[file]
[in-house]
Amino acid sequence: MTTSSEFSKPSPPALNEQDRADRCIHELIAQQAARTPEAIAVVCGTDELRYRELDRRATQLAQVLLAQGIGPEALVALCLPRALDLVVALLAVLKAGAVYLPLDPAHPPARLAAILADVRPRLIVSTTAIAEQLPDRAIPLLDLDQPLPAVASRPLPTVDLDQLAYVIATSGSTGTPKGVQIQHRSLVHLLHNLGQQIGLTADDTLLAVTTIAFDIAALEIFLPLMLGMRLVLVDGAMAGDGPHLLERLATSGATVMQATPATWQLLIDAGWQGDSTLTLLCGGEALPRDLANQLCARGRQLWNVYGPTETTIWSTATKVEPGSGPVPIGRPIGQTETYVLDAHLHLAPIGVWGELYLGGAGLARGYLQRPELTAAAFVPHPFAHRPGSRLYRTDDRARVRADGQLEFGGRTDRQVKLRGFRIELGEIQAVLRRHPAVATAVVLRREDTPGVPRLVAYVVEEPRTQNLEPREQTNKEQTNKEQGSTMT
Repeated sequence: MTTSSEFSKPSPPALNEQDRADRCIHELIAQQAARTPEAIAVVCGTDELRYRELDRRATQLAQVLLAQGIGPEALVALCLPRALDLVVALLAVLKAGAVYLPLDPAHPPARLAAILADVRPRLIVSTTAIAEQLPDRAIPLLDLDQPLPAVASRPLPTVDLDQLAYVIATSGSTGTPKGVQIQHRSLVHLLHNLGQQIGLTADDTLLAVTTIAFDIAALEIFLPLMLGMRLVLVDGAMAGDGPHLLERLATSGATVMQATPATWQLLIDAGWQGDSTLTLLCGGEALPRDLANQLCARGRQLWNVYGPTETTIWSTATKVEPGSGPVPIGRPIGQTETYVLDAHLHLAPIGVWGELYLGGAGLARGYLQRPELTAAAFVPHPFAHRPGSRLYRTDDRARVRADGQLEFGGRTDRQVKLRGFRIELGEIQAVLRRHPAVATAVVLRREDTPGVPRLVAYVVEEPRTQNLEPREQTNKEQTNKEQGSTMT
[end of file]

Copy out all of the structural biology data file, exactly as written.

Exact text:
[in-house]
Amino acid sequence: MTTSSEFSKPSPPALNEQDRADRCIHELIAQQAARTPEAIAVVCGTDELRYRELDRRATQLAQVLLAQGIGPEALVALCLPRALDLVVALLAVLKAGAVYLPLDPAHPPARLAAILADVRPRLIVSTTAIAEQLPDRAIPLLDLDQPLPAVASRPLPTVDLDQLAYVIATSGSTGTPKGVQIQHRSLVHLLHNLGQQIGLTADDTLLAVTTIAFDIAALEIFLPLMLGMRLVLVDGAMAGDGPHLLERLATSGATVMQATPATWQLLIDAGWQGDSTLTLLCGGEALPRDLANQLCARGRQLWNVYGPTETTIWSTATKVEPGSGPVPIGRPIGQTETYVLDAHLHLAPIGVWGELYLGGAGLARGYLQRPELTAAAFVPHPFAHRPGSRLYRTDDRARVRADGQLEFGGRTDRQVKLRGFRIELGEIQAVLRRHPAVATAVVLRREDTPGVPRLVAYVVEEPRTQNLEPREQTNKEQTNKEQGSTMT
Repeated sequence: MTTSSEFSKPSPPALNEQDRADRCIHELIAQQAARTPEAIAVVCGTDELRYRELDRRATQLAQVLLAQGIGPEALVALCLPRALDLVVALLAVLKAGAVYLPLDPAHPPARLAAILADVRPRLIVSTTAIAEQLPDRAIPLLDLDQPLPAVASRPLPTVDLDQLAYVIATSGSTGTPKGVQIQHRSLVHLLHNLGQQIGLTADDTLLAVTTIAFDIAALEIFLPLMLGMRLVLVDGAMAGDGPHLLERLATSGATVMQATPATWQLLIDAGWQGDSTLTLLCGGEALPRDLANQLCARGRQLWNVYGPTETTIWSTATKVEPGSGPVPIGRPIGQTETYVLDAHLHLAPIGVWGELYLGGAGLARGYLQRPELTAAAFVPHPFAHRPGSRLYRTDDRARVRADGQLEFGGRTDRQVKLRGFRIELGEIQAVLRRHPAVATAVVLRREDTPGVPRLVAYVVEEPRTQNLEPREQTNKEQTNKEQGSTMT